• Complexity Addiction: The apparent reason behind the plot's failure. In Real Life, the military opposition had planned ever since the inception of the Valkyrie plot, in chronological order: shoot the Führer at Smolensk (stopped by Field Marshal von Kluge), detonate a bomb hidden in a cognac bottle in his private plane (malfunctioned), detonate a bomb at the display of Russian Army flags at the Berlin Armory (the Führer rushed through and the fuse had no time to engage), Axel von dem Bussche's attempt to detonate a bomb hidden in his uniform and die together with Hitler (the uniform display got cancelled) and so on.

    However, Luftwaffe General Karl Koller testified (in front of an American judge after the war) that Stauffenberg and himself often were called to the Führer's study to discuss military issues, alone and carrying their service pistols, simply drawing the pistol and shooting Hitler in the face would have been much quicker and simpler, even if it assumed the perpetrator being shot himself by the guardsmen afterwards.
  • Composite Character: Some minor figures were combined in Ian McNeice's character, who is identified as "Pompous General" in the credits.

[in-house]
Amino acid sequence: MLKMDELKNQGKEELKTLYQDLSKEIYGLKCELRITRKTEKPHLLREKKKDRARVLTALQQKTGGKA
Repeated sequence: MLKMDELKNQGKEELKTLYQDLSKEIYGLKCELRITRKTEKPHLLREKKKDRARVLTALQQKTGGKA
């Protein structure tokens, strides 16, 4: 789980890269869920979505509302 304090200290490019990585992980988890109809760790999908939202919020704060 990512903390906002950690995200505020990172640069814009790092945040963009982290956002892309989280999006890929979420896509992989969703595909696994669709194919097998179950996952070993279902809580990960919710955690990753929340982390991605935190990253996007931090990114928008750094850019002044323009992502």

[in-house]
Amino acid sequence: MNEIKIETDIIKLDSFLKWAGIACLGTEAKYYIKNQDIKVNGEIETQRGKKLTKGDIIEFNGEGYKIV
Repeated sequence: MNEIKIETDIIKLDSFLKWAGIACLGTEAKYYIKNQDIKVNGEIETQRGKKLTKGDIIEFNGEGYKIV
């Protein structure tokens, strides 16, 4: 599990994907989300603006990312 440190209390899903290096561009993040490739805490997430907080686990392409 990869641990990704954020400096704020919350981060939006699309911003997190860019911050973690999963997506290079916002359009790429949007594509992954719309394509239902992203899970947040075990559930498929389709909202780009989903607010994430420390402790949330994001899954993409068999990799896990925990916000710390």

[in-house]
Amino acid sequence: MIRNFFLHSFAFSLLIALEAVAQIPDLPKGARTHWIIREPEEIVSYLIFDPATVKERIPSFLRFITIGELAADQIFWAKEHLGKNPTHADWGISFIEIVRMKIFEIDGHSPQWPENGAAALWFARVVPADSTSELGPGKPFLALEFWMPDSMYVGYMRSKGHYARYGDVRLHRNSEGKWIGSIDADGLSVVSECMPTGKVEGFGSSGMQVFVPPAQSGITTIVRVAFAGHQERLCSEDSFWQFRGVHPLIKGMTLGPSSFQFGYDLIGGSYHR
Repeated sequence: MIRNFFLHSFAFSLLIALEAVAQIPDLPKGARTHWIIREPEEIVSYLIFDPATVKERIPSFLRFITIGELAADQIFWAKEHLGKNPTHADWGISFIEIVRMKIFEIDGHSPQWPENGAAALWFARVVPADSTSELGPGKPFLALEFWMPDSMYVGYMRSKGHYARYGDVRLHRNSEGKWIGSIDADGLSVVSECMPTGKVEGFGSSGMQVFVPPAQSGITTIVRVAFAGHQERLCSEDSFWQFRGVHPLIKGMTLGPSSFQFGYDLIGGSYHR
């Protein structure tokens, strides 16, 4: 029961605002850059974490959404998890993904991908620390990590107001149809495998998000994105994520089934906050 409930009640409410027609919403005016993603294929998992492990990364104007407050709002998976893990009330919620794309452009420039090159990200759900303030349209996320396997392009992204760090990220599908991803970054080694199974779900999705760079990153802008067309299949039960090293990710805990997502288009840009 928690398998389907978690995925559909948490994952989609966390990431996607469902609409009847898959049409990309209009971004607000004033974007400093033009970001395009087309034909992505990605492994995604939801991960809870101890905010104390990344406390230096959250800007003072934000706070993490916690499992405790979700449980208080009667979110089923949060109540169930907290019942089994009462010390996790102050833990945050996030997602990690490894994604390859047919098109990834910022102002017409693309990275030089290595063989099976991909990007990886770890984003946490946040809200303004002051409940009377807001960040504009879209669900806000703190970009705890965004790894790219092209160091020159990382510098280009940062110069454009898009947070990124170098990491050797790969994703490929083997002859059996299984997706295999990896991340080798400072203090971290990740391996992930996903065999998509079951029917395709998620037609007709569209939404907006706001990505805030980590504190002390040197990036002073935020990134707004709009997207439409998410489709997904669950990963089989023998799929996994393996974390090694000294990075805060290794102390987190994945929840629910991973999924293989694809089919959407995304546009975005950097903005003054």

• Cyanide Pill: The Propaganda Minister Joseph Goebbels put what is obviously a suicide pill in his mouth before being confronted by the German army coming to arrest him, just in case he wasn't able to get out of that situation.
  • Dirty Coward: Friedrich Fromm.
  • Doomed by Canon: It's hardly a spoiler to say Hitler survives the attempted coup.
  • Downer Ending
  • Dramatic Irony: During Stauffenberg's visit to Hitler's Berghof residence in Bavaria, Hitler praises Stauffenberg for his sacrifices as a soldier and wishes that more of his men were like him. If only there were! At this time, Stauffenberg is planning an assassination of Hitler and a coup d'etat against his regime for its excesses.
  • Driven to Suicide:
    • Ludwig Beck. In Real Life, he shot himself in the head twice and still didn't die.
    • Henning von Tresckow, who holds a grenade underneath his chin. Truth in Television because he really did do this (after firing pistols into the air to give the appearance of being shot at by partisans) in order to make it look like he had been killed in the war, to save his family the shame of watching his execution.
  • Eureka Moment: Guess what Stauffenberg is listening to when he gets the idea for Operation Valkyrie?
  • Even Evil Has Standards: What drives the entire plot.
  • Eye Patch Of Power: Truth in Television. Cruise actually spent months learning to work with the eyepatch, and stated that while he found it difficult to work with, he acknowledged the real von Stauffenberg would have found it difficult as well.